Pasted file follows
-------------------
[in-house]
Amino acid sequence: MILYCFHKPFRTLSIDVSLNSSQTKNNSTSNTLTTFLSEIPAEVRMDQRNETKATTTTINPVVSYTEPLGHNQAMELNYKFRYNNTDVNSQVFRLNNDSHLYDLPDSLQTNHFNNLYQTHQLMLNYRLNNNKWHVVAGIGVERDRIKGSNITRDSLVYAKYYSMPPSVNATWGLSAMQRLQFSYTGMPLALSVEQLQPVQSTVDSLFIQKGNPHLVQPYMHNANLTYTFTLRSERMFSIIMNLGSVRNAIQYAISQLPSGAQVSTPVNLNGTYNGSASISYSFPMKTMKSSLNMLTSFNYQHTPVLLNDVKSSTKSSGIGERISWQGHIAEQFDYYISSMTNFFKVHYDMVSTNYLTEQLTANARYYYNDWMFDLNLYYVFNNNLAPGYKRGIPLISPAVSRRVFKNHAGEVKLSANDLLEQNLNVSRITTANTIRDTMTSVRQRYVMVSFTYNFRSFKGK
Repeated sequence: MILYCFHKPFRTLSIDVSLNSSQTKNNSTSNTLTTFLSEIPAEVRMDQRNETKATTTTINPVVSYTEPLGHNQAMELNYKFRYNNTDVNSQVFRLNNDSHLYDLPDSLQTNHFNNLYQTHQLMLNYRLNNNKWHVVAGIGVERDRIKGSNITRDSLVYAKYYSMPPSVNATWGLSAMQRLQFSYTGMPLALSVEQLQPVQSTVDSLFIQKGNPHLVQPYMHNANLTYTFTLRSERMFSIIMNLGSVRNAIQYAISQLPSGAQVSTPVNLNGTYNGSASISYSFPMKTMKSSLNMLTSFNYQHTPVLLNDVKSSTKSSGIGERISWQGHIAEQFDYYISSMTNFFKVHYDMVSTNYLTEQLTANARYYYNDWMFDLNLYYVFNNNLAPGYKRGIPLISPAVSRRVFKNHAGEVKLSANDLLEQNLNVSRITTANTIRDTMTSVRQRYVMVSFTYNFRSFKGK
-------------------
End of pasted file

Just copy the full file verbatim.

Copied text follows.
[in-house]
Amino acid sequence: MILYCFHKPFRTLSIDVSLNSSQTKNNSTSNTLTTFLSEIPAEVRMDQRNETKATTTTINPVVSYTEPLGHNQAMELNYKFRYNNTDVNSQVFRLNNDSHLYDLPDSLQTNHFNNLYQTHQLMLNYRLNNNKWHVVAGIGVERDRIKGSNITRDSLVYAKYYSMPPSVNATWGLSAMQRLQFSYTGMPLALSVEQLQPVQSTVDSLFIQKGNPHLVQPYMHNANLTYTFTLRSERMFSIIMNLGSVRNAIQYAISQLPSGAQVSTPVNLNGTYNGSASISYSFPMKTMKSSLNMLTSFNYQHTPVLLNDVKSSTKSSGIGERISWQGHIAEQFDYYISSMTNFFKVHYDMVSTNYLTEQLTANARYYYNDWMFDLNLYYVFNNNLAPGYKRGIPLISPAVSRRVFKNHAGEVKLSANDLLEQNLNVSRITTANTIRDTMTSVRQRYVMVSFTYNFRSFKGK
Repeated sequence: MILYCFHKPFRTLSIDVSLNSSQTKNNSTSNTLTTFLSEIPAEVRMDQRNETKATTTTINPVVSYTEPLGHNQAMELNYKFRYNNTDVNSQVFRLNNDSHLYDLPDSLQTNHFNNLYQTHQLMLNYRLNNNKWHVVAGIGVERDRIKGSNITRDSLVYAKYYSMPPSVNATWGLSAMQRLQFSYTGMPLALSVEQLQPVQSTVDSLFIQKGNPHLVQPYMHNANLTYTFTLRSERMFSIIMNLGSVRNAIQYAISQLPSGAQVSTPVNLNGTYNGSASISYSFPMKTMKSSLNMLTSFNYQHTPVLLNDVKSSTKSSGIGERISWQGHIAEQFDYYISSMTNFFKVHYDMVSTNYLTEQLTANARYYYNDWMFDLNLYYVFNNNLAPGYKRGIPLISPAVSRRVFKNHAGEVKLSANDLLEQNLNVSRITTANTIRDTMTSVRQRYVMVSFTYNFRSFKGK